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First of all, let’s dispense with the theory that Orioles fans aren’t interested in this year’s team. Despite outcries from fans and media alike concerning poor home attendance numbers over the past few weeks, that simply isn’t true. The O’s had the third-highest local television ratings of the 30 teams through the All-Star break, a clear sign that Birdland is keen on the 2016 O’s and well-aware that they’ve been in playoff position for most of the season.
And there’s plenty of reason to believe that TV itself — the fact that every game is televised locally on MASN or for out-of-market fans via MLB.TV — could be a significant reason for declining ticket sales. Many fans who pay extra for a cable package that includes MASN may feel like they’re already paying to watch the Orioles, whether they come to the ballpark or not. And the comfort of one’s “man cave” and flatscreen are increasingly difficult to compete with, even for a jewel of a ballpark like Camden Yards.
But television aside, it’s obvious fan interest isn’t translating into ticket sales, and that’s certainly a concern. Is the fanbase at fault? Even with higher prices this season, should we blame the consumer? Or has the organization, its players, and marketing staff failed to connect with the community?
The only thing absolutely clear to me is that no single factor has caused this attendance decline. It’s a complex issue with a number of elements at play. Here are some of the major contributors, as I see them.
Season ticket sales appear to have decreased
When each baseball season starts, I always pay close attention to the second and third home games directly following Opening Day. These are typically some of the lowest-attended games of the year, and in my mind, an interesting indicator of the season-ticket base. The weather is often bad enough to deter any walk-up, so it’s reasonable to think that what’s left at these games is mostly season-ticket holders.
After the usual Opening Day sellout this April, here were the attendance numbers for the following two home games: 12,622 and 11,412. A year ago, the lowest-attended home game all season – besides the “no fans” riot contest and the “home” games played in Tampa Bay, of course – drew 15,963. The Orioles don’t announce the number of season-ticket holders each year, but it would certainly appear the club was down a few thousand from the previous season. After all, their average attendance to-date in 2016 (26,632) is 2,742 fewer per game than the year before.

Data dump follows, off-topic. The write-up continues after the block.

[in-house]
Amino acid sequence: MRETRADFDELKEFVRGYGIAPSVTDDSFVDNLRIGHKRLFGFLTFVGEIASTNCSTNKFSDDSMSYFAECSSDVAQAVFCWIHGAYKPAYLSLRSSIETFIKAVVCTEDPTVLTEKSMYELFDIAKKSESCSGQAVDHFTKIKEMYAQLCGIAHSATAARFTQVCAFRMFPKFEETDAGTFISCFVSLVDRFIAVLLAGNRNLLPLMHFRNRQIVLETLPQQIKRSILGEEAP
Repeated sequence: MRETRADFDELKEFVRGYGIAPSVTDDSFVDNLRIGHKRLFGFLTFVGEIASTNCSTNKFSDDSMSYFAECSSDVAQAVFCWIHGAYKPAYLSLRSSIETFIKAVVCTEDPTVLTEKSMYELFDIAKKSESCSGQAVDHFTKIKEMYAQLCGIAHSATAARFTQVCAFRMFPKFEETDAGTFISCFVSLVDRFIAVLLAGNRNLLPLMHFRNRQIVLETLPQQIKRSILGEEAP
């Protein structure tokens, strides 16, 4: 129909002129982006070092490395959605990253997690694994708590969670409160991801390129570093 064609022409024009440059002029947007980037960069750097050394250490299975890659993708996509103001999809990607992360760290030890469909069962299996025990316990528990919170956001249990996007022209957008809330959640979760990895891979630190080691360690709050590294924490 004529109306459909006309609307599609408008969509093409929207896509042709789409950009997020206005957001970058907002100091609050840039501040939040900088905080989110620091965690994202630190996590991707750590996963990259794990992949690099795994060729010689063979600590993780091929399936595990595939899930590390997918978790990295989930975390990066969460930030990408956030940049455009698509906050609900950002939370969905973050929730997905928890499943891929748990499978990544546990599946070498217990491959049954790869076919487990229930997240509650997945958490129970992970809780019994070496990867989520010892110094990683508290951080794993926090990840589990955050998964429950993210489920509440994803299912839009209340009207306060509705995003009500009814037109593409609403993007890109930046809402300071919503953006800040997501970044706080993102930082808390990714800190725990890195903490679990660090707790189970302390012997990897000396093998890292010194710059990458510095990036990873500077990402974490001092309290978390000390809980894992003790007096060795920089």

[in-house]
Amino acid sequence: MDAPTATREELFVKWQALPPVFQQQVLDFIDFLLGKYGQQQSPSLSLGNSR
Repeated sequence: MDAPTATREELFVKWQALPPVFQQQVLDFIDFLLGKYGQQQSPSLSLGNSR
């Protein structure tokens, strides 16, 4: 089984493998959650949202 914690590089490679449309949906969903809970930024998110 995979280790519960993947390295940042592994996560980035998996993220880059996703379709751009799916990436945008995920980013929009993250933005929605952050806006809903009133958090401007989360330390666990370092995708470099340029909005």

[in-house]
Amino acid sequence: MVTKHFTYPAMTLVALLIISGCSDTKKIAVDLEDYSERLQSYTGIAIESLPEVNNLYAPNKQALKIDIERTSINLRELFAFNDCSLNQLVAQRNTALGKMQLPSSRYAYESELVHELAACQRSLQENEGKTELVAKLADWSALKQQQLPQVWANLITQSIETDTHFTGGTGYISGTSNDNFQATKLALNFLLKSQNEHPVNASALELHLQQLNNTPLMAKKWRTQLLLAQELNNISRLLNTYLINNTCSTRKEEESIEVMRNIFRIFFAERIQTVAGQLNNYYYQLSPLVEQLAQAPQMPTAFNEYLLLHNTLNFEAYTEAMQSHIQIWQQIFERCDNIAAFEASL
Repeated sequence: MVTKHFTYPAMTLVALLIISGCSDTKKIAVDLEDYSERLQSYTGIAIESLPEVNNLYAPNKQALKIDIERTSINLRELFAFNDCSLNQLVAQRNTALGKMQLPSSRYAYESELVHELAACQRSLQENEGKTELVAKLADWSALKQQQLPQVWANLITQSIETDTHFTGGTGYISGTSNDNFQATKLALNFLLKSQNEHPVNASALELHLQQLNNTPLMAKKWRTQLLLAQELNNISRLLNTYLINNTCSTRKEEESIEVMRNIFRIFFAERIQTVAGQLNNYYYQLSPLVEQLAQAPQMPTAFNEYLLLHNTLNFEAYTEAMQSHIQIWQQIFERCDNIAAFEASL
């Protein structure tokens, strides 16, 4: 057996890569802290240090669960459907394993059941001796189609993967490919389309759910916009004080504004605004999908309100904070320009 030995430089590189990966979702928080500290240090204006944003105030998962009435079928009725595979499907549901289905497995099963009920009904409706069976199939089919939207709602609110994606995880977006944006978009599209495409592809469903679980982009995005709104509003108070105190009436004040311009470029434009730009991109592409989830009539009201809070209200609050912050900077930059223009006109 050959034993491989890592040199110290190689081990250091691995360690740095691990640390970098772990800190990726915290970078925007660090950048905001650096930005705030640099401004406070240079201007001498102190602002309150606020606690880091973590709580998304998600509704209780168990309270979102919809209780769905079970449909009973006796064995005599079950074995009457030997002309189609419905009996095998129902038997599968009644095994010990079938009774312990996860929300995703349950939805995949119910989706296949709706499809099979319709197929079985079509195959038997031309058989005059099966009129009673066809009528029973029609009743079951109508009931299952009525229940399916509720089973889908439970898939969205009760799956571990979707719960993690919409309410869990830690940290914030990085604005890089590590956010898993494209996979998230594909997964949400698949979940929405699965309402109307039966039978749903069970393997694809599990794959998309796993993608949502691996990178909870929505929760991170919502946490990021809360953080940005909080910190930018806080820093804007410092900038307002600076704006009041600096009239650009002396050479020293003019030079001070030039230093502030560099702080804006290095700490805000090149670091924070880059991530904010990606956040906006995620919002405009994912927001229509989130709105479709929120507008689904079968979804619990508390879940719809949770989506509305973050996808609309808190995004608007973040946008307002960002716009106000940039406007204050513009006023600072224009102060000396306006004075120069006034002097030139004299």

The Washington Nationals
When talking about attendance in Baltimore, it’d be unfair not to mention the team just 40 miles down the road. A mid-atlantic market that the O’s used to have to themselves is now split with the Nationals, who are in their 12th season. And they’ve been good too, finishing with at least 83 wins in each of the last four seasons while leading the NL East this year. Have the Nats overtaken a portion of the Orioles’ fanbase? Are O’s fans living closer to D.C. content with seeing their team once or twice a year at Nats Park rather than traveling to Baltimore? One thing is for sure: Max Scherzer certainly noticed plenty of them in late August.
The price increase
It’s probably not news to you that the Orioles increased ticket prices by an average of 20 percent for this season. It was just the third time in 12 years that the team increased prices, but it did come shortly after a smaller 5 percent hike before 2014.
We already know that year-over-year season ticket sales appear to have declined. The question is, how much did this rise in prices contribute in 2016?
After the Orioles’ exciting 2014 division championship and playoff run into the ALCS, the team decided not to increase ticket prices. And, not surprisingly, season ticket sales jumped. Orioles vice president of communications and marketing Greg Bader told The Baltimore Sun in March, 2015:
“Advancing to the ALCS certainly assisted in driving our season plan member base higher,” he said. “We also believe the decision not to raise ticket prices has also led to some good season ticket numbers.”
So, a division title and ALCS appearance, coupled with flat ticket prices, led to increased season-ticket sales. If that’s the case, it would seem reasonable to me that a 20 percent average price increase following a .500 finish – the team’s worst since 2011 – has contributed to the reverse.
Bad luck when it comes to weather has absolutely been at play when considering the O’s attendance woes this season. Far and away, the team’s best months came from April through June, with a 47-31 combined record. It just so happens that late April through early May saw a near-record 15 consecutive days of rainfall in Charm City. Once summer began in June, Baltimore has seen some of the worst sustained heat in decades. Add in a dramatic drop-off in performance in July and August (the Orioles have been below .500 both months), and it appears the baseball and weather gods didn’t align in 2016.
Discontinued promotions and discounts
In addition to the price hike, multiple ticket promotions, plans and discounts from years past were discontinued in 2016. Ollie’s Bargain Night – which provided $10 upper reserve seats for every Tuesday night home game – was one of them. Tickets to Tuesday’s game against Toronto started at $15 (a 50 percent increase over the Ollie’s price) and rose to more than $18 each if purchased online (plus a $4 per order fee).
Another was the Birdland Summer Six Pack, which as early as last year was a heavily-promoted multi-game discount option:
— Baltimore Orioles (@Orioles) July 18, 2015